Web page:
Last month, Gov. Jerry Brown and legislative leaders promised in a joint statement to pass a package of bills that “will help ensure Californians won’t have to pay an arm and a leg to have a roof over their head.”
But the measures now contemplated to alleviate the state’s affordability crisis will not make much of a dent in California’s housing needs, according to analyses from state officials and housing groups. Even if high-profile housing bills pass, the state would need to find at least an additional $10 billion every year for new construction just to help Californians most burdened by high rents.
The three marquee measures under consideration — Senate Bills 2, 3 and 35 — aim to increase funding for low-income housing projects and ease development regulations. The measures are unlikely to help spur enough home building in general. Development would still fall short by tens of thousands of new homes needed annually just to keep pace with projected population growth.
“If [lawmakers] get a package that includes SB 2, SB 3 and some version of SB 35, it is reason to celebrate,” said Jim Mayer, the president and CEO of California Forward, a nonprofit that has urged the state to act more aggressively on housing. “But it won’t have solved the problem, and nobody in their communities is going to think it’s solved the problem.”
About 1.7 million low-income California renters spend more than half their income on housing. Helping to finance new homes for those residents alone would cost the state at least $15 billion a year, according to an estimate from the nonpartisan Legislative Analyst’s Office, an amount roughly equivalent to state spending on Medi-Cal.
Senate Bill 2 would add a $75 fee on mortgage refinancings and most other real estate transactions except for home and commercial property sales and funnel the money toward low-income housing financing. Senate Bill 3 would place a $3 billion bond on the 2018 statewide ballot also to help build low-income projects.
Neither bill is a sure thing — they require two-thirds votes in both houses of the Legislature. Some influential Democrats likely needed to vote in favor of SB 2 are already balking at raising fees. And voters will ultimately decide the bond’s fate.
If both measures pass and their funding is combined with private investment and federal and local dollars, they could raise about $3.9 billion a year, according to an analysis by the California Housing Partnership Corp., a nonprofit low-income housing advocate. But current federal and state funding for low-income development remains low, leaving the overall $10-billion gap in spending needs.
A similar shortfall exists in home building. Developers need to construct 180,000 new homes annually just to accommodate California’s projected population growth, according to the state Department of Housing and Community Development.
Developers in the state have built more than 180,000 homes a year in just three years since 1989, according to permit data from the construction industry. The low amount of building has contributed to a longstanding housing shortage that’s led to sky-high prices. Roughly 101,000 new homes were built last year.
The revenue generated from Senate Bill 2’s real estate fee and Senate Bill 3’s bond funding could help finance the development of about 14,000 homes a year, according to the California Housing Partnership Corp. estimate, leaving a gap of 65,000 houses. Even more home building would be needed to account for prior shortfalls, which would help reduce housing costs.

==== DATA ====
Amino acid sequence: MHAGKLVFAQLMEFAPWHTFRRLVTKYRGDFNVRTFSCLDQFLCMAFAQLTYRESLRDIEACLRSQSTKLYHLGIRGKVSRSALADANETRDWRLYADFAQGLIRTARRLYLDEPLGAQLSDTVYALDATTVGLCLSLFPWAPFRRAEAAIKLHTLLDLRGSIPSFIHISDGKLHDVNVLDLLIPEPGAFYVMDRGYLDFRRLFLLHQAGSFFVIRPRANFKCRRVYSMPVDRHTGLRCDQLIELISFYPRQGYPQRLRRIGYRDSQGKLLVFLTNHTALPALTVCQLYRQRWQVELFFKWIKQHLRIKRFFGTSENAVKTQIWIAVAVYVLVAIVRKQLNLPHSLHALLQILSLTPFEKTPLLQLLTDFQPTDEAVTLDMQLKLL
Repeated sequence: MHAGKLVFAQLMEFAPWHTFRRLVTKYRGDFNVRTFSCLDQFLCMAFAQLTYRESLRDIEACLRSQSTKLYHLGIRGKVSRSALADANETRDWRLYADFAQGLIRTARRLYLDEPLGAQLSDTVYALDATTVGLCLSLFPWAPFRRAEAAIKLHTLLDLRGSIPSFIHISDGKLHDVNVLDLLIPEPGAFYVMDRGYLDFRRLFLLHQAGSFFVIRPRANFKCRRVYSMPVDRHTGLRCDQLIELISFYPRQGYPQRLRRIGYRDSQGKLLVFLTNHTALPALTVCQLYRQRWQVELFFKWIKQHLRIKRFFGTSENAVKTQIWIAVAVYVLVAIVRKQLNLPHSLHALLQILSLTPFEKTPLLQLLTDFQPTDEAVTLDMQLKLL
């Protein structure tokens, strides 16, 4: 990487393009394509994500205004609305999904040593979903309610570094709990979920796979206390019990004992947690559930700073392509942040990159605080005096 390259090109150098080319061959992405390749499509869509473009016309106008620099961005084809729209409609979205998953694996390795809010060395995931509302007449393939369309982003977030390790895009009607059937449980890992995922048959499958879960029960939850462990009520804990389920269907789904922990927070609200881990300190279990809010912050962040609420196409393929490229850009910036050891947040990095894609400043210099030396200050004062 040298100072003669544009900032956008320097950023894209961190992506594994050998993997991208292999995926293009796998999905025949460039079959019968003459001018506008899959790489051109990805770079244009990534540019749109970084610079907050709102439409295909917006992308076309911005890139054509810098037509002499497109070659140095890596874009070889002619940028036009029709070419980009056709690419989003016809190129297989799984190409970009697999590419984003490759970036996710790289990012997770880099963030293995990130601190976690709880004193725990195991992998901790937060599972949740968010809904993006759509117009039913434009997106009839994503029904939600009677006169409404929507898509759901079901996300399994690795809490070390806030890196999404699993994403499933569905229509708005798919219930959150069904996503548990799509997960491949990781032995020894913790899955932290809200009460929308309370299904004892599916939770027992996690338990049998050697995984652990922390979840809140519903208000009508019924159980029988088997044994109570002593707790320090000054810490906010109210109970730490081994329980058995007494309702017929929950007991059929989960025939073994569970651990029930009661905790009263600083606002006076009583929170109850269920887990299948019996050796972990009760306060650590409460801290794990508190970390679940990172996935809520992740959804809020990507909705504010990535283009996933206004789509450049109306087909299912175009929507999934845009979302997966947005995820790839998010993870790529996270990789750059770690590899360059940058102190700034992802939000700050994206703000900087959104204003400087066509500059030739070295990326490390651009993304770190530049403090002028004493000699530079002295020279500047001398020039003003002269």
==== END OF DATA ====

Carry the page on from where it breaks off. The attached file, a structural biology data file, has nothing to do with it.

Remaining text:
Moreover, the bond money authorized by Senate Bill 3 could be spent in as little as five years, and the funding and home building gaps would get larger after that.
The goal of Senate Bill 35 is to make it easier to build homes. It would require cities and counties to limit environmental, planning and other reviews on land already zoned for a developer’s proposed amount of housing. The effort aims to give developers more certainty that their projects will get built, saving them time, money — and increasing the housing stock. A 2014 state study of low-income housing development found projects that needed approval at multiple local boards cost at least 5% more to build.
But the bill’s author, Sen. Scott Wiener (D-San Francisco), said he’s not sure how many new homes the measure would help produce.
“The state is too big and diverse to accurately predict a number,” Wiener said.
Last year, Brown proposed a similar measure and a UC Berkeley estimate found it could have created up to 2,350 homes total in San Francisco, for instance.
Brown’s effort failed, and Wiener’s approach is more narrow. Brown’s plan would have affected every city and county in the state, but Wiener’s only applies to local governments that have fallen behind on state goals for home building in their communities. Wiener also would require developers who want speedier local reviews for their projects to pay construction workers higher wages and accept union-level hiring standards, which some business interests have criticized as being too costly.
Wiener said that reducing local government regulations and adding new funding for low-income developments are significant in addressing the state’s housing problems.
But the state, he said, ultimately will have to look at bigger-ticket items, such as making it more financially beneficial for cities to approve housing developments and giving state and regional governments a larger role in approving large, transit-friendly projects if local governments are opposed to them.
“We need to be very clear that passing this package doesn’t mean that the Legislature is done with housing,” Wiener said. “We can’t check that box. It’s going to take years.”
Lawmakers are expected to vote on the housing bills when they return from their summer recess later this month. The deadline for passage is Sept. 15 when the legislative year ends.
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